The boa can smell the fear. He feels like a bastard for forgetting himself. At least for using bad language anyway.
“Dumb shit,” he chastises himself, but inaudibly so as not to add further insult. “Just as I was winning her over with my most winsome smile and honest, exploring intellect,” he thinks, actually speaking aloud but absently.
Alice doesn't hear him in any event. Her ears are ringing with fearful chemistry.
“You dumb shit!” she thinks to herself, scolding herself with the practiced vehemence of an adolescent's private vocabulary and a fair assessment for appropriate language situations.
“This bastard's as dangerous as they come,” she thinks. “That creep's wrapped around a tree trunk three times my girth. The boa has now slid down the branch above Alice's head and curled himself around the tree's trunk in an attempt to seem more friendly, more upright, as he smiles reassuringly. “He's going to crush and swallow all sixty-seven pounds of me whole!” Alice calculates this instantly from the ease with which the snake has embraced the tree girth.
“He's probably already eaten the strange white rabbit before I popped along as the main course.”
“Well, I suspect you must be on your way,” offers the boa politely, breaking their uncomfortable silence. He realizes further conversation will not recoup Alice's lost interest. If ever he had it in the first place. His tongue flicks reflexively, acrid with the taste of her fear. He's embarrassed and a bit ashamed he's the cause of this turn in her natural friendliness. He's always had a soft spot for innocence.
“Look, don't be a stranger,” he finally says, with forced cheerfulness, offering her as clear an exit line as possible under the circumstances.
“I've enjoyed meeting you,” Alice says self-consciously, hiding her fear badly. They both knowing she's lying through her bright young teeth.
But Alice has been quick to catch the situational shift of things. Understanding more from less is always be a valued trait in any serious discourse.
“Help yourself to some fruit before you go,” offers the serpent, as if the tree were his private patrimony. “Never know when you might develop a touch of hunger along the way, eh?”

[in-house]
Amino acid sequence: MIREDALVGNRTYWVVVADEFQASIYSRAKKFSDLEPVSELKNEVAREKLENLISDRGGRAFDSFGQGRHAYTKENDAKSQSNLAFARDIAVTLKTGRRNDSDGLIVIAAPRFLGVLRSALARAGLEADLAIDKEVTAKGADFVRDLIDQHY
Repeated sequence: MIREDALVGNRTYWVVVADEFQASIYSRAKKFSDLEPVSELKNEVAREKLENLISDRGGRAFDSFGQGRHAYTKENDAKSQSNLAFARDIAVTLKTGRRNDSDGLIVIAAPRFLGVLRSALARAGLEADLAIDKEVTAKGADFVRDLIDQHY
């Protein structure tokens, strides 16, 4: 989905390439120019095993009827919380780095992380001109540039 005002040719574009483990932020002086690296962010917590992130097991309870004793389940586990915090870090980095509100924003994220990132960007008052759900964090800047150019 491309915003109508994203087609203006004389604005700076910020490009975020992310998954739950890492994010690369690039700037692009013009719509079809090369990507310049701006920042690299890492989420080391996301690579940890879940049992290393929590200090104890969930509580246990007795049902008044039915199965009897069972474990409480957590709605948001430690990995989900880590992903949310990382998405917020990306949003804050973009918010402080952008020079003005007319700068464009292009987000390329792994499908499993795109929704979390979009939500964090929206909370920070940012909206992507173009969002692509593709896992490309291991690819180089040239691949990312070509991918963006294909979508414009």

Alice eager to depart, yet not wanting to appear hurried, or worse, ungrateful, reaches up among the glossy leaves snatching a particularly handsome apple from near the branch that had earlier held the serpent's mordant countenance.
She holds the plucked fruit in her left hand, raising her right with a slight parting wave.
“Well, goodbye!” she says, walking steadily away, while keeping her most winsome smile fixed on the snake's own ambivalent gaze.
“And thanks again for everything,” she calls back from a little distance beyond the tree's umbrella canopy.
She waves again. “With more vigor than either convention or gratitude demand,” observes the snake to no one in particular. Alice is far out of hearing now.
Alice, of course, is thanking her damn lucky stars to be on her way again, unscathed.
“I hope to Hell I never run into that creep again!” she says aloud also to no one in particular, since she's well away down the path from the disconcerting boa and his imposing tree.
Alice polishes a side of the apple on her dress, feeling its solid bulk against the dress's soft cotton pressed against her ribs; she bites into the sweet golden-green fruit.
“Pippin,” she thinks, “Newtown Pippin. No, too sweet, it must be Garden Delicious,” she finally decides.
“Yes, Garden Delicious.”
Alice laughs happily, skipping down the opening path toward the rest of her journey.
All rights reserved.
“Ecce viator: Behold the Traveler,” previously published in Pindeldyboz, Aug., 2006:
The story came about after once having seen in the Brit. Museum Lewis Carroll's own copy of Alice (with his own drawings). For all the critters Alice meets she never meets a snake--which for some reason struck my fancy in a loss-of-innocence story. My Alice story conflates the Eve/talking snake story of Genesis with a riff off Carroll's.